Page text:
The Friends started with five goals: to support library acquisitions, to support the Library Bulletin, to support the student book prizes, to conduct a membership drive, and to establish a newsletter. When this organization began, these goals seemed formidable. Ten years later, they look very comfortable . Acquisitions must always be supported, but the Friends have established a sound pattern. Thanks to two generous Friends, the Bulletinhas been published each year. The book prizes are now supported by the whole organization, not just by one anonymous Friend. Membership has increased to over 400 individuals and a good newsletter, Bibliotalk, now reaches all our members four times a year. The vigor of this organization owes much, however, to that early setting of formidable goals. The lesson of this history seems to be that we perhaps could use some new, or at least additional, goals for the next 10 years. Continuing business includes support for acquisitions, publications, and prizes. Unfinished business includes providing permanent support for the Bulletin. New business must of necessity include commitment to continue our Fair, our Auction, our publication of books, and our special events. But are there other areas of which we now have no special thought? Should the Friends themselves become more sophisticated collectors in order to coordinate efforts to enhance the library's collections? Should the Friends perhaps give recognition to each other for beginning interesting collections? Should the library staff develop bibliophilic interests beyond their professional duties and coordinate these interests with other Friends? Should Friends be concerned with changes in library technology? Should Friends support the bibliographic efforts of scholars (staff members and others) to make library materials better known and more accessible? Should Friends encourage special catalogues of special collections? (Rumor has it that an official of the National Endowment for the Humanities wants to match funds with a library Friends organization which hopes to support such a bibliographic effort.) Should Friends support more seminars for bibliophiles, even for small groups, especially ones which stimulate interaction among the various constituents of our membership? Should Friends learn more about the ways libraries think they are changing? Should Friends consider supporting some of these changes? Should more Friends volunteer for jobs in the reader and technical service divisions of the libraries? Should the Friends form a new list of desiderata?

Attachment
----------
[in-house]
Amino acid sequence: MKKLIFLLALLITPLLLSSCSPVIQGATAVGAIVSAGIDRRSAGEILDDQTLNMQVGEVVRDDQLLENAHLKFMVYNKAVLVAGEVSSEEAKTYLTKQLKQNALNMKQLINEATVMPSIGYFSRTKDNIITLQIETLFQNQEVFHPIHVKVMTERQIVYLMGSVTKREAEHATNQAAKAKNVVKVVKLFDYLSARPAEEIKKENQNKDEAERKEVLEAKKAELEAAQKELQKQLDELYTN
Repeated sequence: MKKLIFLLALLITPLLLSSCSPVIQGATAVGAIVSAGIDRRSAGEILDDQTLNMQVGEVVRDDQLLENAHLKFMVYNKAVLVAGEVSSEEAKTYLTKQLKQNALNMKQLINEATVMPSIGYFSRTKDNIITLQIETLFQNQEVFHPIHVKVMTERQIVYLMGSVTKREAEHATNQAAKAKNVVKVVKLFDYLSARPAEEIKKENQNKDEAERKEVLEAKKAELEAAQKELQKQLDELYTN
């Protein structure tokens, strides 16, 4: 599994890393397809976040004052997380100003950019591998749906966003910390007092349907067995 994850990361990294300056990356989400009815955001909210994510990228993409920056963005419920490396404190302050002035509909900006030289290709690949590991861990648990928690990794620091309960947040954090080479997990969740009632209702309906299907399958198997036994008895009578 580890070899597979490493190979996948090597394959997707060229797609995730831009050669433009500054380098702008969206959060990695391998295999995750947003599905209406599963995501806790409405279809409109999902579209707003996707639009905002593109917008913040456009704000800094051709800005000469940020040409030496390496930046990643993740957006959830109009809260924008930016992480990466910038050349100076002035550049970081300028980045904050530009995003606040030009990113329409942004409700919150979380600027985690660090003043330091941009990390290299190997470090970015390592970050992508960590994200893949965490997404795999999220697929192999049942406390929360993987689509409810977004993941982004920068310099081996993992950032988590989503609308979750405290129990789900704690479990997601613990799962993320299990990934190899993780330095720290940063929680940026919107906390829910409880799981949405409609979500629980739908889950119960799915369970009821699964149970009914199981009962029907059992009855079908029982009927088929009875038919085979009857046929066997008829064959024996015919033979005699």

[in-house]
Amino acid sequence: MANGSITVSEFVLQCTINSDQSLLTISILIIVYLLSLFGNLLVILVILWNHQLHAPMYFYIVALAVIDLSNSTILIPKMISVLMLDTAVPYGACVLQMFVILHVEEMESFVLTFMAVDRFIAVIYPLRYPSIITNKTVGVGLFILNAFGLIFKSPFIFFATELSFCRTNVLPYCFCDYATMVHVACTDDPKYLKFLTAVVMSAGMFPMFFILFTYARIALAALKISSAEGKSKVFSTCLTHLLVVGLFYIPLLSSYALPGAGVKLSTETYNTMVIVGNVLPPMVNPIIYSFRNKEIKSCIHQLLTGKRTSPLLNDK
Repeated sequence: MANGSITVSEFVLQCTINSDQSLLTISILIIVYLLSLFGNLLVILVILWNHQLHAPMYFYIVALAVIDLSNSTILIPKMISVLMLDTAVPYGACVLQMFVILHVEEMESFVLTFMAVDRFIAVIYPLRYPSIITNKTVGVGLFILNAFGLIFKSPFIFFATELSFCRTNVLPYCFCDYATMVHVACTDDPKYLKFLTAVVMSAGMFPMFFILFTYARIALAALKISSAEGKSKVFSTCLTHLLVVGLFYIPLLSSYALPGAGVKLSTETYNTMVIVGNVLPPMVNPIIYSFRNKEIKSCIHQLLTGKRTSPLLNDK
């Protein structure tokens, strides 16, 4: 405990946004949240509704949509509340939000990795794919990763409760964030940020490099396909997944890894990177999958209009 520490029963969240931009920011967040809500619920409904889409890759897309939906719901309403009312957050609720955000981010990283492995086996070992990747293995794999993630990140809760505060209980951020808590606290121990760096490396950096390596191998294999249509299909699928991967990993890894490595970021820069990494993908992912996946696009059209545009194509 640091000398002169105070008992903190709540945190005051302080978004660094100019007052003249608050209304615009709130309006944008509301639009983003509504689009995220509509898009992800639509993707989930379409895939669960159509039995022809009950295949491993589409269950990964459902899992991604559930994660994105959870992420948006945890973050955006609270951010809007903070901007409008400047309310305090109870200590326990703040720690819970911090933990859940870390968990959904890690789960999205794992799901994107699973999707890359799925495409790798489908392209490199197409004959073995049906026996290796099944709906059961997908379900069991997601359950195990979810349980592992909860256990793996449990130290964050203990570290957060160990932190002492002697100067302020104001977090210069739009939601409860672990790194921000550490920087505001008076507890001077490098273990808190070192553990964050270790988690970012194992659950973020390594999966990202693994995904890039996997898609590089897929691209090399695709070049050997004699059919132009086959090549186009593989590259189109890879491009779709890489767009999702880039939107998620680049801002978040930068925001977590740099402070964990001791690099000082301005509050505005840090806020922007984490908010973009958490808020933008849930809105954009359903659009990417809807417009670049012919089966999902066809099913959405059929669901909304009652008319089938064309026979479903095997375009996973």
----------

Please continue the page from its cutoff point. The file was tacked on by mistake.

When the Friends dream, they should dream with strength and imagination. This group has had the will to set high goals and to move steadily forward toward achieving them. We have also had the courage to set forth, not only in words but graphically, an important dream for The Great Hall of Rush Rhees Library. Just because that dream now seems impractical and expensive is not reason to abandon it. Even if a new Great Hall is delayed for another 10 years or longer, the Friends' plan stands as a vision for excellence which we all need to cherish: excellence not only in the collections of our libraries but in the buildings in which they are housed.